Creating Confetti Animation in Next.js: A Step-by-Step Guide


Hello Guys, In this quick tutorial, we’ll walk through the process of creating a simple yet cool confetti effect in a Next.js application. We will create a simple button that on clicked shows the confetti animation effect. Let’s get started!

Step 1: Set Up Your Next.js Project

If you haven’t already set up a Next.js project, you can do so using the following commands:

npx create-next-app

Step 2: Create the Confetti Component

Import Statements and Constants:

import React, { useState, useEffect, useRef } from 'react';
const SHAPES = ['square', 'triangle'];
const COLOR_DIGIT = "ABCDEF1234567890";
  • Import React and necessary hooks (useState, useEffect, useRef).
  • Define an array SHAPES representing possible shapes for confetti particles.
  • Define COLOR_DIGIT with characters for generating random colors.

Component Declaration:

const ConfettiButton = () => {
    const [isConfettiActive, setConfettiActive] = useState(false);
    const containerRef = useRef(null);
    useEffect(() => {
        if (isConfettiActive) {
    }, [isConfettiActive]);
  • Create a component named ConfettiButton.
  • Use the useState hook to create a state variable isConfettiActive and setConfettiActive function to control confetti activation.
  • Use the useRef hook to create a reference (containerRef) for the container where confetti particles will be rendered.
  • Utilize the useEffect hook to trigger the generateConfetti function when isConfettiActive changes.

Random Color Generation:

const generateRandomColor = () => {
    let color = "#";
    for (let i = 0; i < 6; i++) {
        color += COLOR_DIGIT[Math.floor(Math.random() * COLOR_DIGIT.length)];
    return color;
  • Define a function generateRandomColor to generate a random hex color code, as hex color code has 6 characters after # so we have a loop to find the 6 random characters for our set COLOR_DIGIT.

Confetti Generation:

const generateConfetti = () => {
    const container = containerRef.current;    
    if (container) {
        for (let i = 0; i < 50; i++) {
            const confetti = document.createElement('div');
            const positionX = Math.random() * window.innerWidth;
            const positionY = Math.random() * window.innerHeight;
            const rotation = Math.random() * 360;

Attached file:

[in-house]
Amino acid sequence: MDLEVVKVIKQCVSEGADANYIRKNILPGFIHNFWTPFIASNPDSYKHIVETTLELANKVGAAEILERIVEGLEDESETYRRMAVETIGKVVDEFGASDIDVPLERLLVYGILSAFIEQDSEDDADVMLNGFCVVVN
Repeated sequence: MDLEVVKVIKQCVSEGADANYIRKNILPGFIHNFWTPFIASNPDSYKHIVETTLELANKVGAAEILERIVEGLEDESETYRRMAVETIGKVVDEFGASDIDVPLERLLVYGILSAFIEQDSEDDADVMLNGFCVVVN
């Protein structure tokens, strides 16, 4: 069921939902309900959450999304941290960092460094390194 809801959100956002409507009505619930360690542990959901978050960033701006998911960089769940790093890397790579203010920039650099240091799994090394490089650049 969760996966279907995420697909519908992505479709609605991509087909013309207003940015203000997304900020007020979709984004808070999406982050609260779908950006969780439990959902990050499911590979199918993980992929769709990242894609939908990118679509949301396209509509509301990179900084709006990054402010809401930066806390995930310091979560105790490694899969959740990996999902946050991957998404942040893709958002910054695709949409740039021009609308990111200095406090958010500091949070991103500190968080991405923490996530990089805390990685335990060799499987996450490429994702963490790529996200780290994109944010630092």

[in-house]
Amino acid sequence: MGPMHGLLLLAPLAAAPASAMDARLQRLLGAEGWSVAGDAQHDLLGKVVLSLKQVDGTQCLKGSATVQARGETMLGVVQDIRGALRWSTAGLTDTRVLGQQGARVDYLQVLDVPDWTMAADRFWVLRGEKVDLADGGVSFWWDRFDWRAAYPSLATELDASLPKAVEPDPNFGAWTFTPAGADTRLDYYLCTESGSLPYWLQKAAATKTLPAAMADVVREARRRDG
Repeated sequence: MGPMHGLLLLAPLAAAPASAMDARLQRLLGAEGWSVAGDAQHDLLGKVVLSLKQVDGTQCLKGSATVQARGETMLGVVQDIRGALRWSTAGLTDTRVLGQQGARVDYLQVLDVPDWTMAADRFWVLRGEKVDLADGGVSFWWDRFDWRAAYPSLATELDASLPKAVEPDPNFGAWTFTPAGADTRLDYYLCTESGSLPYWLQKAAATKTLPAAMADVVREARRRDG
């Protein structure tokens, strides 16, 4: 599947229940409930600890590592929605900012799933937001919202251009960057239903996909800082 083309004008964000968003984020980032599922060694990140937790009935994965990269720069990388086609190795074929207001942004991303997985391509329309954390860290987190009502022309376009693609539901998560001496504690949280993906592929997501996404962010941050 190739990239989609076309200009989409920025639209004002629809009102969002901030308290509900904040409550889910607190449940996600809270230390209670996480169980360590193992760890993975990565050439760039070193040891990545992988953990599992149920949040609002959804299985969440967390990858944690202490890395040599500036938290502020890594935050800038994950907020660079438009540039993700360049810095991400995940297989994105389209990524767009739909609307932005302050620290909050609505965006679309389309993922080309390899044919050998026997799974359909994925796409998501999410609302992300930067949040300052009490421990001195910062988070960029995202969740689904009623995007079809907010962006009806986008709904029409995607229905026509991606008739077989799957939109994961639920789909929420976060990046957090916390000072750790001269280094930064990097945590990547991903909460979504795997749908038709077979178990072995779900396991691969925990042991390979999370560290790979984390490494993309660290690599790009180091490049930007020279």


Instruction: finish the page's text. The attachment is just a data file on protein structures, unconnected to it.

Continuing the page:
const size = Math.floor(Math.random() * (20 - 5 + 1)) + 5;            // Set confetti styles
   = `${positionX}px`;
   = `${positionY}px`;
   = `rotate(${rotation}deg)`;
            confetti.className = 'confetti ' + SHAPES[Math.floor(Math.random() * 3)];
   = `${size}px`
   = `${size}px`
   = generateRandomColor();            // Append confetti to the container
            // Remove confetti element after animation duration (4 seconds)
            setTimeout(() => {
            }, 4000);


  • Define a function generateConfetti responsible for creating and animating confetti particles.
  • Use a loop to create 50 confetti elements.
  • Set random position, rotation, size, shape, and color for each confetti particle.
  • Append each confetti element to the container, which we will create later.
  • Remove confetti elements after an animation duration of 4 seconds.

Button Click Handler:

const handleClick = () => {
    // Reset the confetti after a short delay
    setTimeout(() => {
    }, 4000);
  • function handleClick to set isConfettiActive to true when the button is clicked.
  • Reset isConfettiActive to false after a short delay (4 seconds) to stop the confetti animation.


return (
        <button className='font-bold text-xl' onClick={handleClick}>Click for Confetti</button>
        <div className='fixed top-0 left-0 w-full h-full pointer-events-none' ref={containerRef} id="confetti-container"></div>
export default ConfettiButton;
  • For JSX we have a button triggering the confetti (<button>).

  • Attach the handleClick function to the button's onClick event.

  • Include a fixed container (<div>) for rendering confetti particles, with a reference (ref={containerRef}) and an id (id="confetti-container") Inside this our confetti’s will be appended on the button click. Now we can use this component on the page we wish I am adding it to the home page.

    // /src/app/page.tsx

    import ConfettiButton from '@/components/confetti-button'

    export default function Home() { return (

    ) }

Let's add the styles in the global.css

@tailwind base;
@tailwind components;
@tailwind utilities;

.confetti {
  position: absolute;
  width: 10px;
  height: 10px; 
  transform-origin: center bottom;
  animation: fall 4s linear infinite;

.confetti.square {
  clip-path: polygon(0% 0%, 0% 100%, 100% 100%, 100% 0%);
.confetti.triangle {
  clip-path: polygon(50% 0%, 0% 100%, 100% 100%);

@keyframes fall {
  to {
    transform: translateY(100vh) rotate(720deg);

The above styles help in setting the confetti animation to move from its current position down to the screen height and also rotate while moving. for shapes, we use clip-path.

Now you can run the Next JS app using npm run devVisit http://localhost:3000 in your browser to see the confetti button animation in action.

Congratulations! You’ve successfully created a confetti effect in your Next.js application. Feel free to customize the confetti shapes, colors, and other parameters to match your site’s style. Happy Coding :)